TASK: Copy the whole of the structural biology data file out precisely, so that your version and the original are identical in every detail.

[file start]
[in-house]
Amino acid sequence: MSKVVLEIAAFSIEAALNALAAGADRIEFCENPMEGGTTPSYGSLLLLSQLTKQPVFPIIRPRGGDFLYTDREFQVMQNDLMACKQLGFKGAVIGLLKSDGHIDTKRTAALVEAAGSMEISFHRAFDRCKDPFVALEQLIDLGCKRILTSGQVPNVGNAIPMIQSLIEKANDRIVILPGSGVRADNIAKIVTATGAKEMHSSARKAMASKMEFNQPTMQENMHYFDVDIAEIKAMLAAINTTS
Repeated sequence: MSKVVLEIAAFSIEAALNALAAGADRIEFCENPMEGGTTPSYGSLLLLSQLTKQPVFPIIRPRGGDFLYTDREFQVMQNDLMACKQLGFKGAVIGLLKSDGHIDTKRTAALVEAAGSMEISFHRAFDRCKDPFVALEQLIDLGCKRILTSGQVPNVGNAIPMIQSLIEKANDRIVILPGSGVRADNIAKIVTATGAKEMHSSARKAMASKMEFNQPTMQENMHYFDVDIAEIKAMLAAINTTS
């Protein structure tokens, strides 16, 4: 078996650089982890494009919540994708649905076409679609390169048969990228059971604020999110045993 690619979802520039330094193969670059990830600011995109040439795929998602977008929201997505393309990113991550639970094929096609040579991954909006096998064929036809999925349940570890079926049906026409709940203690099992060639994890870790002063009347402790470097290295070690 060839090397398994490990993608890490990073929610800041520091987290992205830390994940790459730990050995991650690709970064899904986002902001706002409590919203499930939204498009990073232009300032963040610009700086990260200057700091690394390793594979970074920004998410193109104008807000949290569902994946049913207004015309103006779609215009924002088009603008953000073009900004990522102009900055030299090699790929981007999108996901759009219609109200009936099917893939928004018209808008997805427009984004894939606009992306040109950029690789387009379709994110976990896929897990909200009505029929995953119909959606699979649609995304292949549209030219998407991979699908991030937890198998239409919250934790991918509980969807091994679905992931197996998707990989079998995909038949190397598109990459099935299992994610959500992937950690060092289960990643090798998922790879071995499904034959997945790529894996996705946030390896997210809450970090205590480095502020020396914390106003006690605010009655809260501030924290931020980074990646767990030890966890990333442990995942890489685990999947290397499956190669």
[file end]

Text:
[in-house]
Amino acid sequence: MSKVVLEIAAFSIEAALNALAAGADRIEFCENPMEGGTTPSYGSLLLLSQLTKQPVFPIIRPRGGDFLYTDREFQVMQNDLMACKQLGFKGAVIGLLKSDGHIDTKRTAALVEAAGSMEISFHRAFDRCKDPFVALEQLIDLGCKRILTSGQVPNVGNAIPMIQSLIEKANDRIVILPGSGVRADNIAKIVTATGAKEMHSSARKAMASKMEFNQPTMQENMHYFDVDIAEIKAMLAAINTTS
Repeated sequence: MSKVVLEIAAFSIEAALNALAAGADRIEFCENPMEGGTTPSYGSLLLLSQLTKQPVFPIIRPRGGDFLYTDREFQVMQNDLMACKQLGFKGAVIGLLKSDGHIDTKRTAALVEAAGSMEISFHRAFDRCKDPFVALEQLIDLGCKRILTSGQVPNVGNAIPMIQSLIEKANDRIVILPGSGVRADNIAKIVTATGAKEMHSSARKAMASKMEFNQPTMQENMHYFDVDIAEIKAMLAAINTTS
């Protein structure tokens, strides 16, 4: 078996650089982890494009919540994708649905076409679609390169048969990228059971604020999110045993 690619979802520039330094193969670059990830600011995109040439795929998602977008929201997505393309990113991550639970094929096609040579991954909006096998064929036809999925349940570890079926049906026409709940203690099992060639994890870790002063009347402790470097290295070690 060839090397398994490990993608890490990073929610800041520091987290992205830390994940790459730990050995991650690709970064899904986002902001706002409590919203499930939204498009990073232009300032963040610009700086990260200057700091690394390793594979970074920004998410193109104008807000949290569902994946049913207004015309103006779609215009924002088009603008953000073009900004990522102009900055030299090699790929981007999108996901759009219609109200009936099917893939928004018209808008997805427009984004894939606009992306040109950029690789387009379709994110976990896929897990909200009505029929995953119909959606699979649609995304292949549209030219998407991979699908991030937890198998239409919250934790991918509980969807091994679905992931197996998707990989079998995909038949190397598109990459099935299992994610959500992937950690060092289960990643090798998922790879071995499904034959997945790529894996996705946030390896997210809450970090205590480095502020020396914390106003006690605010009655809260501030924290931020980074990646767990030890966890990333442990995942890489685990999947290397499956190669």